An ER Doctor’s Testimony: “Every shift can seem like a tragedy novel. We try our best to save every life we can.”
When Dr. Ashim started working at the COVID-19 Isolation Unit at Sadar Hospital, Cox’s Bazar, in late 2020, Bangladesh was in the midst of a severe wave of COVID-19. “The pressure was very intense,” he explains. “We were overwhelmed with the number of patients. We had 20 beds but we were receiving more than 40 patients each day. We had to turn some patients away because we didn’t have enough space. The Emergency Department was also full.”
Dr. Ashim arrived in Cox’s Bazar in late 2020 as a young doctor. Having graduated medical college in his hometown of Comilla, he first worked in the local hospital, spending a year in the Emergency Department and six months in Surgery.
After relocating to Sadar Hospital in Cox’s Bazar, Dr. Ashim spent four months in the COVID-19 Isolation Unit before transfering to the Emergency Department in February 2021. Both facilities receive support from Community Partners International (CPI) and local partner Green Hill.
“Early on in the pandemic, I didn’t tell my mom that I was working with COVID-19 patients for a few weeks because she would have worried about me,” he recalls. “I took an apartment just five minutes away from the hospital and I didn’t go home for four months.”
In the last two months, Bangladesh has been dealing with a new wave of COVID-19 driven by the Omicron variant.
“Every patient comes to the Emergency Department first whether they have COVID-19 symptoms or not,” Dr. Ashim explains “We then diagnose and treat accordingly. Most of the time the symptoms are not that serious. We give some medicines and send the patients home to self-isolate. If the patient’s condition is more serious, we refer them to the COVID-19 Isolation Unit.”
The less severe nature of this latest wave of COVID-19 in Bangladesh means that Dr. Ashim and his colleagues have been able to sustain regular emergency care services.
“Demand for the Emergency Department is always high,” he confirms. “Even when there’s not much COVID-19 around we still receive around 300-350 patients each day. We get every kind of situation here - accidents, attempted suicides, heart attacks, labor pain.”
Frequently, Dr. Ashim and his colleagues have to deal with difficult and tragic situations. “Every day is a challenge. Every shift can seem like a tragedy novel. Just today, a little boy died right in front of us. We try our best to save every life we can.”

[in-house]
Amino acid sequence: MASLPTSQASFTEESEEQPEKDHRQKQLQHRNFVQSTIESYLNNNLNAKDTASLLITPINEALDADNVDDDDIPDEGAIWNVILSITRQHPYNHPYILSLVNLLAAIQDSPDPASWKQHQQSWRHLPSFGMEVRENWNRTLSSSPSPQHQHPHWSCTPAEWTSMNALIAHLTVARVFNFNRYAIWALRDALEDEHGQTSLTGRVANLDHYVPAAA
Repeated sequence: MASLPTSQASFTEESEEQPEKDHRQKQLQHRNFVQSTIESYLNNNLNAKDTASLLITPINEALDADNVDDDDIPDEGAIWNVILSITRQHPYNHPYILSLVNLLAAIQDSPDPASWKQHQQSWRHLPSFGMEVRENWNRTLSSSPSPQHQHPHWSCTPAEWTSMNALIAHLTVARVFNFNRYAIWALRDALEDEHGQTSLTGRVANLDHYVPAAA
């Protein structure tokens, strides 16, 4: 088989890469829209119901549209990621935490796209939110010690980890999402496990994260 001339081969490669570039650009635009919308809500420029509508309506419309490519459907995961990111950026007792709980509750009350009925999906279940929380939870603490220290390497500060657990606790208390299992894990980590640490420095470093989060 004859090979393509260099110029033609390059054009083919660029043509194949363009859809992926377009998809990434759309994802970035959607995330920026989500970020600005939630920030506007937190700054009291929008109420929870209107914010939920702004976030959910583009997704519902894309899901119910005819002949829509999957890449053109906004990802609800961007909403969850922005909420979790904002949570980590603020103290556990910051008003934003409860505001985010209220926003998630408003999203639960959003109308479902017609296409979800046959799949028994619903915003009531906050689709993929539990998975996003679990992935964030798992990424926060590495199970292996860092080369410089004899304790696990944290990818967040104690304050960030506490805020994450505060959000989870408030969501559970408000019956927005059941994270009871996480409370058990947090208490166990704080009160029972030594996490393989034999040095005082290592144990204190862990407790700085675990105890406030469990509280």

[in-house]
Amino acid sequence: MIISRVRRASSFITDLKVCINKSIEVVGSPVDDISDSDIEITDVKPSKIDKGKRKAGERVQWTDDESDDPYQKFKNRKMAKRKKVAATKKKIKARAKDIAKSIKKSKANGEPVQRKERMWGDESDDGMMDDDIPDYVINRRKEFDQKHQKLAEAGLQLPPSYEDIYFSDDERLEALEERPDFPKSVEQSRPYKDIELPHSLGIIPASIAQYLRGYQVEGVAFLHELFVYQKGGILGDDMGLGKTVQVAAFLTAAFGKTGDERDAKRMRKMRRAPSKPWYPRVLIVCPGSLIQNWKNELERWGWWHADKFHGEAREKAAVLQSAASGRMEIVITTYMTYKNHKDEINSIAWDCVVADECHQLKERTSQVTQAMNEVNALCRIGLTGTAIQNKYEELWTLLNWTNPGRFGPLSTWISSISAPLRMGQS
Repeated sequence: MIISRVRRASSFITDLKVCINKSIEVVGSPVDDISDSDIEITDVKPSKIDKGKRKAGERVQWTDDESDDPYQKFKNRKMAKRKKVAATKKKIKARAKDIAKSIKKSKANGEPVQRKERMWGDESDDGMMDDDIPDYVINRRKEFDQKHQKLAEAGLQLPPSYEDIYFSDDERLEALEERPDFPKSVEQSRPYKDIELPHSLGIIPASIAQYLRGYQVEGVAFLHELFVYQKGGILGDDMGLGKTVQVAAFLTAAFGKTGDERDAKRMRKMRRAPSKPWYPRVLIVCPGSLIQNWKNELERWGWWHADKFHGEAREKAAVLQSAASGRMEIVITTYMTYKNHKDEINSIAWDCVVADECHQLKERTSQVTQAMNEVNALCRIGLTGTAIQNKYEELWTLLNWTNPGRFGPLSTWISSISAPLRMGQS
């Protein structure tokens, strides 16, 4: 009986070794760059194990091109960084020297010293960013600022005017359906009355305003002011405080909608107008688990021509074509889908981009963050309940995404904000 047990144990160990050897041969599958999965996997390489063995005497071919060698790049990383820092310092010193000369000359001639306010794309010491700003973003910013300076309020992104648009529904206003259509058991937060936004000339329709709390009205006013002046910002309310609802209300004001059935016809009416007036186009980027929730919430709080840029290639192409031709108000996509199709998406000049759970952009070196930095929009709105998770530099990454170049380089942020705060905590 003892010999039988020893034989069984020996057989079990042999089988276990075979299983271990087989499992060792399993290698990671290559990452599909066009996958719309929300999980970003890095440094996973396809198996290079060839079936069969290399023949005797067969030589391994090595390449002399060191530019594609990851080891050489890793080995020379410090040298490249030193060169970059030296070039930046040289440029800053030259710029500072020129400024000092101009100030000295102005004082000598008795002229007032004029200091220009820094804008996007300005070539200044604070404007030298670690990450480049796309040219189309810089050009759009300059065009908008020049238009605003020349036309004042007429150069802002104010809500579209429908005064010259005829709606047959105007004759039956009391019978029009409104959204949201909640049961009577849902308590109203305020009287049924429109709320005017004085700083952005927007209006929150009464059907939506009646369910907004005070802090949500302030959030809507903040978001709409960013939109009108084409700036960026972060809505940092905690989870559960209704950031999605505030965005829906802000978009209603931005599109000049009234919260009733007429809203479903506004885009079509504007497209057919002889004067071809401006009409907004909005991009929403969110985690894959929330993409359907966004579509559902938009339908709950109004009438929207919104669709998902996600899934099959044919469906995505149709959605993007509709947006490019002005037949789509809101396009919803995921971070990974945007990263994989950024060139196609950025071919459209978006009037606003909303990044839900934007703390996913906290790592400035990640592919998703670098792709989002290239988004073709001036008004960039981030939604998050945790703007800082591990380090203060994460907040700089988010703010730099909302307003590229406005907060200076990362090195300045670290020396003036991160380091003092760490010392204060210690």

“One time, a local woman and her three children were rushed into the Emergency Department. The mother had gotten into a fight with her family. She got upset, ate poison, and then fed poison to her three little children. The youngest was just 11 months old and was fed the most poison. I tried so hard to save this baby but they didn’t make it.”
But their work can also be hugely rewarding.
“Some time back, we received a newborn baby boy who wasn’t breathing,” Dr. Ashim recalls. “We were sure that the baby was dead. I performed CPR and tried for several minutes to find a heartbeat. Finally, I heard one. I gave him CPR for at least 30-40 minutes and at last he started breathing. It feels good when we can save patients in a serious condition.”
“And just last week I went to the birthday party of another child who I treated. He was almost dead when he came into the Emergency Department but I was able to save him. His parents invited me to his birthday party and thanked me. It felt really good!”
The experiences that Dr. Ashim has gained at the Emergency Department during the pandemic have been formative. “This hospital follows a structured system that has proven very effective. When it comes to emergency care and COVID-19 treatment, it’s considered to be a model hospital despite limited resources. We developed a triage system for patient classification and, recently, the Ministry of Health adopted this approach for all similar hospitals. I am proud to be a part of this place.”
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